I just found out a new technique! Such a simple easy to remember rule… When taking a picture in 100% sunshine you set your F-Stop=16 – ISO=100 and shutter speed=100. This will produce perfect exposure in the sun every time.
This picture was taken using Sunny 16 at an incredible fun maze right before Halloween this year. The maze was 1 mile of twists and turns which connected to a corn maze. There was even a guy who maned the center just in case you found your self lost but really that is what you hope will happen if you find yourself in a maze.
1. The sun must be high enough to be bright
2. Subject must be in the sun
3. Make sure the sun isn’t behind a cloud must be full sunshine.
4. Conditions should be average meaning no snow or sand etc.
Interesting Fact: Shade is about 3 stops darker than sun (8x’s darker) When using Sunny 16 with some shade in the picture you can decide what you want to do either zoom in on your subject so there is no shade or maybe open up 1 stop and see what happens your shadows might look better and the subject would probably be o.k.
If you have a starting point in the sunshine you can edit and play!
When you are in the basic zone mode your AF points will all be active. The camera will decide what it thinks your subject is, and the camera is pretty good at doing this.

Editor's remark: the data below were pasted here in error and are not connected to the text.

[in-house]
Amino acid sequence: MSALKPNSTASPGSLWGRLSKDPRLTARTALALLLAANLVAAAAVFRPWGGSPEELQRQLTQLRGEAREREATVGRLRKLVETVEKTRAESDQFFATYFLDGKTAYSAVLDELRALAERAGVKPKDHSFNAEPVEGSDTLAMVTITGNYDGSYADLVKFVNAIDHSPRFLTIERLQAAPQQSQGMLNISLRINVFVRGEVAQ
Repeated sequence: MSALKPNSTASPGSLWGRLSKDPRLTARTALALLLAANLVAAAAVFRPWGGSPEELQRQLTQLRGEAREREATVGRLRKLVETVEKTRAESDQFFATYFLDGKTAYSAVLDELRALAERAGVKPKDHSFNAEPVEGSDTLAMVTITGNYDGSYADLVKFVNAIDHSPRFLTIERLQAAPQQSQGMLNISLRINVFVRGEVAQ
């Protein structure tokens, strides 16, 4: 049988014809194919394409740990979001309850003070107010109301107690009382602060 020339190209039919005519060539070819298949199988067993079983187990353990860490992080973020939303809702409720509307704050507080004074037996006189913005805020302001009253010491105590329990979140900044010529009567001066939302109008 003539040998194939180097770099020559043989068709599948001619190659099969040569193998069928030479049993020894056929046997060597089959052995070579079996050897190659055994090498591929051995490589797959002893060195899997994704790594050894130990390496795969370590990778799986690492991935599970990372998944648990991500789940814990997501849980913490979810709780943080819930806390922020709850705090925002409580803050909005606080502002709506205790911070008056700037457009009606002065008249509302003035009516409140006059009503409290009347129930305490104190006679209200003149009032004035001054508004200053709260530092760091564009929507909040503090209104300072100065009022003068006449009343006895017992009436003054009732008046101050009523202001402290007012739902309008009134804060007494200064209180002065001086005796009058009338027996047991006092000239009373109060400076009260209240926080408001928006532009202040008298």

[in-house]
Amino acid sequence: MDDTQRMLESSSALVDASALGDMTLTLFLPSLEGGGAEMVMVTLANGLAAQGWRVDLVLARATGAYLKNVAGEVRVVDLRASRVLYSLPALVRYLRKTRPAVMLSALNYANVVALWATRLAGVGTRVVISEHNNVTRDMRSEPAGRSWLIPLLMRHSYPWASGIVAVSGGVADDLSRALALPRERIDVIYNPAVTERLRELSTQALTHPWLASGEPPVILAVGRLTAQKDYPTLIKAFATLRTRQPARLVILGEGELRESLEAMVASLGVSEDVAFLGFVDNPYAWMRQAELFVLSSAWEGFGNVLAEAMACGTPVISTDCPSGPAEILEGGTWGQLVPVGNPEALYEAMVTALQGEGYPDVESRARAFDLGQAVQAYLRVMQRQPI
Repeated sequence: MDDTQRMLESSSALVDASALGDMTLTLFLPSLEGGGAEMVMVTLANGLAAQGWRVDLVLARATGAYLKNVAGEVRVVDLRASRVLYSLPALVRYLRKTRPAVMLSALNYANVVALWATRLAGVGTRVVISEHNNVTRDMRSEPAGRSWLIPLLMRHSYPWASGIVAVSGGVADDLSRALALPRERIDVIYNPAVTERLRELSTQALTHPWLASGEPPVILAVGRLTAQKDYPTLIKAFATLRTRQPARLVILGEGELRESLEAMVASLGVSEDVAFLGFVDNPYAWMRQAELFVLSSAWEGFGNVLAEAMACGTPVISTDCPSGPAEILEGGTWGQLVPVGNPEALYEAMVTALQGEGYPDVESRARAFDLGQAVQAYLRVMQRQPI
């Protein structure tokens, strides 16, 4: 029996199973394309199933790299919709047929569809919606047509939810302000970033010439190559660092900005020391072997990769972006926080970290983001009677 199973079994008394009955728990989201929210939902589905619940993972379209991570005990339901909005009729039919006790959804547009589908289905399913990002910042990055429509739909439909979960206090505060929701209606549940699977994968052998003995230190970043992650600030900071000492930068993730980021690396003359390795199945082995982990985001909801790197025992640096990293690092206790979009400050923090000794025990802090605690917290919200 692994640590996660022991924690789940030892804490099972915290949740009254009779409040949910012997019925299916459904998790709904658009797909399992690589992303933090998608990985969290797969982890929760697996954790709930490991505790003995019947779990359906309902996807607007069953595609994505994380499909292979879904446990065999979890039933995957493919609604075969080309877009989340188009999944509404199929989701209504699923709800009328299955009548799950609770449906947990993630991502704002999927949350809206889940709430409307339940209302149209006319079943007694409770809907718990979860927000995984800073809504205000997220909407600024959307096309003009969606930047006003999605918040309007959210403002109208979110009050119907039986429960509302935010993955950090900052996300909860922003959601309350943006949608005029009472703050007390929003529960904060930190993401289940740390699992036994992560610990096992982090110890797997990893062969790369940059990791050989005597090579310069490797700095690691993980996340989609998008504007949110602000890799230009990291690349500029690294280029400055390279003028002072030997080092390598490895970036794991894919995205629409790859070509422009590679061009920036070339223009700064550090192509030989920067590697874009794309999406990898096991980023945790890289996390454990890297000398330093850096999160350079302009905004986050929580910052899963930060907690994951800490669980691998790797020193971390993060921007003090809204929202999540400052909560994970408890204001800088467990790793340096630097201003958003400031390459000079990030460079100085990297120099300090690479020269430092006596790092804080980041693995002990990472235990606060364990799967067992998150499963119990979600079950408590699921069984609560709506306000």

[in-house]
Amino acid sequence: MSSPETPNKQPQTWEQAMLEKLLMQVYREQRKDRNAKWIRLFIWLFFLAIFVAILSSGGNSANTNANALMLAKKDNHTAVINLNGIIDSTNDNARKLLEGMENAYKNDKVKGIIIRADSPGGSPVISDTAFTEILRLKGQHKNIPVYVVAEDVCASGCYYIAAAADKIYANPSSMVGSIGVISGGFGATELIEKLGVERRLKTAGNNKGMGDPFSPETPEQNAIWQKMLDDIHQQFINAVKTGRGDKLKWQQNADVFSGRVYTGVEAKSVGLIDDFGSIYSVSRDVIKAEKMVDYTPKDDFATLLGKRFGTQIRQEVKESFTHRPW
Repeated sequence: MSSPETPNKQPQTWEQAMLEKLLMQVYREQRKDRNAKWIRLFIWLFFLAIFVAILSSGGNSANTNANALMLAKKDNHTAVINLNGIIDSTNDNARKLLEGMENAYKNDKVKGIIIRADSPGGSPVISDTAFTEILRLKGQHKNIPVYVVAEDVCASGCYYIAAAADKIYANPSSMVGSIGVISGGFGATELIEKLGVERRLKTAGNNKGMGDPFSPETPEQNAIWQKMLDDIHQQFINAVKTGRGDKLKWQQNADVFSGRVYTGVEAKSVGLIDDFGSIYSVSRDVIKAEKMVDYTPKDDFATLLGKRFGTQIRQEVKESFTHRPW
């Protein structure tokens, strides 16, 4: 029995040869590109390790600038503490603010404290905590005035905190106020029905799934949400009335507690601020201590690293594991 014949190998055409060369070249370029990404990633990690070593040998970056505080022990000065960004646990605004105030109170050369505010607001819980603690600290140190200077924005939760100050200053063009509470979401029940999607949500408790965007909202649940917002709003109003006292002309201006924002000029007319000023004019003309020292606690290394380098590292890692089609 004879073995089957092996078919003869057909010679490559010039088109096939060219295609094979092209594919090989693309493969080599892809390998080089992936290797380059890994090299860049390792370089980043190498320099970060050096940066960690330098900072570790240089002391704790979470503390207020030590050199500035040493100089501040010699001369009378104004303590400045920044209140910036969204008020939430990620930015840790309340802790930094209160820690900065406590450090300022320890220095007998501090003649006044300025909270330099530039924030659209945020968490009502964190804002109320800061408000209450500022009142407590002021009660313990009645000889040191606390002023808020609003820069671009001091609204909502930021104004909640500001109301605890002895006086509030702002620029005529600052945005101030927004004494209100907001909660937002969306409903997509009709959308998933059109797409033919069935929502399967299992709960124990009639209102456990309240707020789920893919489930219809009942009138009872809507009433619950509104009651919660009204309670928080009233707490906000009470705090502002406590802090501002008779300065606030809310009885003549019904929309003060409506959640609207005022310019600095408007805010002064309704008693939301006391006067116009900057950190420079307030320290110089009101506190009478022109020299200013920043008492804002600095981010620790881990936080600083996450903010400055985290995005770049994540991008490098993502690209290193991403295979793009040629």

If you have your camera set on any of the creative zone <P>, <TV>, <AV>, and <M> you will have a say as to where you want to focus. The camera has 9 individual focus points you can use individually or separately.
Press the on the top right – backside of your camera use the dial on the top to change your AF Point. If all the red lights are on – automatic AF point selection will be set. By turning the dial you can select the individual AF point that flashes in red. Press the shutter halfway down to focus, and click.
This affects how the camera evaluates the light in a given situation, and consequently what exposure settings your camera recommends.
Evaluative metering – meters the whole scene, the camera automatically sets the meter to suit the entire scene.
Partial metering – Takes a partial metering of the scene so if your background is much brighter than the subject you can meter just a small area.